From auto tagging on Facebook to self-driving cars, image recognition technology as it exists today is still in its beginning phases, experts say — and will soon change the way users and corporations interact with the physical world. VOA's Ramon Taylor reports.
    Video

    Video Child Labor in Afghanistan Remains a Problem

    With war still raging in Afghanistan, the country also faces the problem of child labor as families put their school-age children to work to help make ends meet. But, thanks to VOA's Afghan Service, two families whose children had been working in a brick-making factory - to earn their livings and pay off family debts - now have a new lease on life. Zabihullah Ghazi reports.
    Video

    Video Kurdish Troops Recount Firefight Which Killed US Navy SEAL

    A U.S. Navy SEAL killed Tuesday, when Islamic State fighters punched through Kurdish lines in northern Iraq, was part of a quick reaction force sent to extract other U.S. troops trapped by the surprise offensive. VOA's Kawa Omar spoke with Kurdish troops in the town of Telskuf -- the scene of what U.S. officials called a "dynamic firefight."
    Video

    Video British Lawmakers Warn EU Exit Talks Could Last A Decade

    Leaving the European Union would mean difficult negotiations that could take years to complete, according to a bipartisan group of British lawmakers. While the group did not recommend a vote either way, the lawmakers noted trade deals between the EU and non-EU states take between four and nine years on average. Henry Ridgwell reports on the mounting debate over whether Britain should stay or exit the EU as the June vote approaches.
    Video

    Video NASA Astronauts Train for Commercial Space Flights

    Since the last Shuttle flight in 2011, the United States has been relying on Russian rockets to launch fresh crews to the International Space Station. But that may change in the next few years. NASA and several private space companies are developing advanced capsules capable of taking humans into low orbit and beyond. As VOA's George Putic reports, astronauts are already training for commercial spacecraft in flight simulators.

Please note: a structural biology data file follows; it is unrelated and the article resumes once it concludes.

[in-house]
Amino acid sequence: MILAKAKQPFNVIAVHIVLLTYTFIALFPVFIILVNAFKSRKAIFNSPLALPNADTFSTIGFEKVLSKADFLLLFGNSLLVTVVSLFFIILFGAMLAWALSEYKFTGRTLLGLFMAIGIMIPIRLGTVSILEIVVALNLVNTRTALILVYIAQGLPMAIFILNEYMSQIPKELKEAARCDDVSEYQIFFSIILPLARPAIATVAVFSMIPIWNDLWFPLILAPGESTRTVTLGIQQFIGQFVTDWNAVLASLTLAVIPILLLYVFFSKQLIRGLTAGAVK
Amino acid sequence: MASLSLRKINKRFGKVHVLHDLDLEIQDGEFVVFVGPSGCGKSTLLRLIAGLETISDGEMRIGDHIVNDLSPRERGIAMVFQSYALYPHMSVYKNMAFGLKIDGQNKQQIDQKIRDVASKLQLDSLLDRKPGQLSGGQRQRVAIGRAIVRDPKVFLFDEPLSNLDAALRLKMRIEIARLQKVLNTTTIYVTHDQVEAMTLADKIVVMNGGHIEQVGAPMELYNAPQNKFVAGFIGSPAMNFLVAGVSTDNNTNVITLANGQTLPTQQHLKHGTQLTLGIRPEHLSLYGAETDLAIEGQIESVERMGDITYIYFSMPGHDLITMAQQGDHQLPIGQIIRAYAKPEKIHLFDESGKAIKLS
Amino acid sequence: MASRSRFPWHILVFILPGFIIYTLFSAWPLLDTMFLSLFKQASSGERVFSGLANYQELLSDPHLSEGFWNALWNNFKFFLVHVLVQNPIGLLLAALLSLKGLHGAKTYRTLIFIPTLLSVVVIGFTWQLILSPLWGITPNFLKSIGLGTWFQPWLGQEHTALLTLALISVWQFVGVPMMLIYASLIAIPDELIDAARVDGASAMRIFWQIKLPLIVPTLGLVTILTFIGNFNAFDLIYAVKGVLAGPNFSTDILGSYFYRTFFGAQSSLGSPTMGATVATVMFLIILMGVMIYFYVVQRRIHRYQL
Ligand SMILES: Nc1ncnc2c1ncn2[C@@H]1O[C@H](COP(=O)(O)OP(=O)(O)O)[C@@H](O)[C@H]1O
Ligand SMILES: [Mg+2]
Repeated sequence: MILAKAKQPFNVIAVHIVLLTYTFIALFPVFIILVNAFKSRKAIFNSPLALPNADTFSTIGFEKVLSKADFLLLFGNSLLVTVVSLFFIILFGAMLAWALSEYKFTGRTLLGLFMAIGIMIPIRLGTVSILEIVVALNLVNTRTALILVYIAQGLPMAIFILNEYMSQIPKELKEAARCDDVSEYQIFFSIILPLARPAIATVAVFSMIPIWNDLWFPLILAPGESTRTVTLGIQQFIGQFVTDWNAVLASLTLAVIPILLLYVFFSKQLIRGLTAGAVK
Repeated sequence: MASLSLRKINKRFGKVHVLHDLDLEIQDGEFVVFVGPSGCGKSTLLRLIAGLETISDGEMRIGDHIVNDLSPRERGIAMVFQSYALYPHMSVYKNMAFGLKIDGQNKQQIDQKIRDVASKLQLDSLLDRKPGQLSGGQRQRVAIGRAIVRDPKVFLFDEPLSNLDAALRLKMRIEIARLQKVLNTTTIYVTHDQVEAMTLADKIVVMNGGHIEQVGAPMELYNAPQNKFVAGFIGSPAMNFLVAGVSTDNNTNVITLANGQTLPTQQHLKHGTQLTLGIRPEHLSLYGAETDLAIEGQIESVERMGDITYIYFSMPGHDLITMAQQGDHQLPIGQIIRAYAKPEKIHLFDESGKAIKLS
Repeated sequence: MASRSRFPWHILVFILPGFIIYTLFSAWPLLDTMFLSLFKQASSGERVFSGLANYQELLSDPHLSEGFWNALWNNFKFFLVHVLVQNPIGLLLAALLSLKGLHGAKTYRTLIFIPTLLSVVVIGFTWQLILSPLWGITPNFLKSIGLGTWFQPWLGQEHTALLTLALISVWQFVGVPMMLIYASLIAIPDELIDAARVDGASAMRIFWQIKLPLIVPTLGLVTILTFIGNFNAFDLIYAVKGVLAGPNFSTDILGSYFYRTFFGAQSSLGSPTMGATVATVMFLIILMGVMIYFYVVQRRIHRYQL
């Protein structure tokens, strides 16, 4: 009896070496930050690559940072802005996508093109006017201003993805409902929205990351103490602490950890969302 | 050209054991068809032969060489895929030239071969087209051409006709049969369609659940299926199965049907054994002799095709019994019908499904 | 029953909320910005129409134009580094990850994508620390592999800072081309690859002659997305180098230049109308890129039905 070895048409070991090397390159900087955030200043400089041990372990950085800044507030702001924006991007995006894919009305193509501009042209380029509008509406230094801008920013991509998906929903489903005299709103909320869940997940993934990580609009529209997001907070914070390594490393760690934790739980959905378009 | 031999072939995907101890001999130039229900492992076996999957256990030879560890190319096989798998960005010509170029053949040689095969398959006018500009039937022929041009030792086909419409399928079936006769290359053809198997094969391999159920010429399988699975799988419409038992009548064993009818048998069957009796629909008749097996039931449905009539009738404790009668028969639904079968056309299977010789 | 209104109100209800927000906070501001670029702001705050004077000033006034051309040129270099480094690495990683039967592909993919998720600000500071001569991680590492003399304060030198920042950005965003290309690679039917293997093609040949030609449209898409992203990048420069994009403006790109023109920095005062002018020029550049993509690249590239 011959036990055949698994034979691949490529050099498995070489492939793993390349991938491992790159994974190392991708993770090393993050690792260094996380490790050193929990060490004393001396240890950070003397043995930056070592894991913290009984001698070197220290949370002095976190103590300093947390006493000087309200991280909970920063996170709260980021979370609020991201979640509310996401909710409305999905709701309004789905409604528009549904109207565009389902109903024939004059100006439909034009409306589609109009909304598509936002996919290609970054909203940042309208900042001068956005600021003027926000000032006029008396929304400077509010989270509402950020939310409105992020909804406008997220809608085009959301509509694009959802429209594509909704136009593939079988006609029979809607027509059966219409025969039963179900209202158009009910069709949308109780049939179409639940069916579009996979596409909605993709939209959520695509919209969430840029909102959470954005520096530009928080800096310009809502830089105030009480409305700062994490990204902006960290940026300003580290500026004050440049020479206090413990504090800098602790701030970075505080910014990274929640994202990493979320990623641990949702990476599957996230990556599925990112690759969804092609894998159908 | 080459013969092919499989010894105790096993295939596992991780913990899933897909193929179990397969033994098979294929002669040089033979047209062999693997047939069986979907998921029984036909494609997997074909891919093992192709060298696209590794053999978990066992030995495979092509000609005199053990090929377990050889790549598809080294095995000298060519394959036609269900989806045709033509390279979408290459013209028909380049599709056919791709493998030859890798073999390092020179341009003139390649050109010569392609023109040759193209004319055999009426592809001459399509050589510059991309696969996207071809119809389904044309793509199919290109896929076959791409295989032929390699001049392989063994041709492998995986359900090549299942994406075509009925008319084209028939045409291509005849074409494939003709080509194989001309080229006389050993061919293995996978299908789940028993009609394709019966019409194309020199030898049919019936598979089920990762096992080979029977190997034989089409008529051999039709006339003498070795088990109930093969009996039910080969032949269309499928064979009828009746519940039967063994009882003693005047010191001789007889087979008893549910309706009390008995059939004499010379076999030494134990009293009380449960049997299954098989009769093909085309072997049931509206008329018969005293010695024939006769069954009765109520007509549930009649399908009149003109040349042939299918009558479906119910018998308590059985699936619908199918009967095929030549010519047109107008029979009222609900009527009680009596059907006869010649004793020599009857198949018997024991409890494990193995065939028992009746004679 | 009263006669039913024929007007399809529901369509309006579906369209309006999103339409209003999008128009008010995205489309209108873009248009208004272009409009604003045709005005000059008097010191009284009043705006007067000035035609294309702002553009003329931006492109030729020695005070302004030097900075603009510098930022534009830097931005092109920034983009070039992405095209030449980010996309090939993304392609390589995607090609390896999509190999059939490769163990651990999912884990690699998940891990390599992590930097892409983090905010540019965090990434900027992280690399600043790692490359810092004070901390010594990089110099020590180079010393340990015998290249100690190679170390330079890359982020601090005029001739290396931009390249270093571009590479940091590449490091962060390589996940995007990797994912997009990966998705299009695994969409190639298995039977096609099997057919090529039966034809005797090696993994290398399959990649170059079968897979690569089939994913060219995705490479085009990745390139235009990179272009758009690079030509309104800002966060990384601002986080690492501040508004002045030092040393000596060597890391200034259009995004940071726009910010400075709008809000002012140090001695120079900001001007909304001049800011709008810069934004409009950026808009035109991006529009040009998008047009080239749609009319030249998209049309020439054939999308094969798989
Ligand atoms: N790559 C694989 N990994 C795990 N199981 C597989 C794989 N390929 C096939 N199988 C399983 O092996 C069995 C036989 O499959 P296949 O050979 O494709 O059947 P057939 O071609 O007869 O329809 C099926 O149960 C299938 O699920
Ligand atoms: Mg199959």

Video

    Video US Worried Political Chaos in Iraq Will Hurt IS Fight

    The White House is expressing concern about rising political chaos in Iraq and the impact it could have on the fight against the Islamic State. The U.S. says Iraq needs a stable, central government to help push back the group. But some say Baghdad may not have a unified government any time soon. VOA's White House correspondent Mary Alice Salinas reports.
    Video

    Video Press Freedom in Myanmar Fragile, Limited

    As Myanmar begins a new era with a democratically elected government, many issues of the past confront the new leadership. Among them is press freedom in a country where journalists have been routinely harassed or jailed.
    Video

    Video Taliban Threats Force Messi Fan to Leave Afghanistan

    A young Afghan boy, who recently received autographed shirts and a football from his soccer hero Lionel Messi, has fled his country due to safety concerns. He and his family are now taking refuge in neighboring Pakistan. VOA's Ayaz Gul reports from Islamabad.
    Video

    Video Major Rubbish Burning Experiment Captures Destructive Greenhouse Gases

    The world’s first test to capture environmentally harmful carbon dioxide gases from the fumes of burning rubbish took place recently in Oslo, Norway. The successful experiment at the city's main incinerator plant, showcased a method for capturing most of the carbon dioxide. VOA’s Deborah Block has more.
    Video

    Video EU Visa Block Threatens To Derail EU-Turkey Migrant Deal

    Turkish citizens could soon benefit from visa-free travel to Europe as part of the recent deal between the EU and Ankara to stem the flow of refugees. In return, Turkey has pledged to keep the migrants on Turkish soil and crack down on those who are smuggling them. Brussels is set to publish its latest progress report Wednesday — but as Henry Ridgwell reports from London, many EU lawmakers are threatening to veto the deal over human rights concerns.
    Video

    Video Tensions Rising Ahead of South China Sea Ruling

    As the Philippines awaits an international arbitration ruling on a challenge to China's claims to nearly all of the South China Sea, it is already becoming clear that regardless of which way the decision goes, the dispute is intensifying. VOA’s Bill Ide has more from Beijing.
    Video

    Video Painting Captures President Lincoln Assassination Aftermath

    A newly restored painting captures the moments following President Abraham Lincoln’s assassination in 1865. It was recently unveiled at Ford’s Theatre in Washington, where America’s 16th president was shot. It is the only known painting by an eyewitness that captures the horror of that fateful night. VOA’s Julie Taboh tells us more about the painting and what it took to restore it to its original condition.

    Special Report

    Adrift The Invisible African Diaspora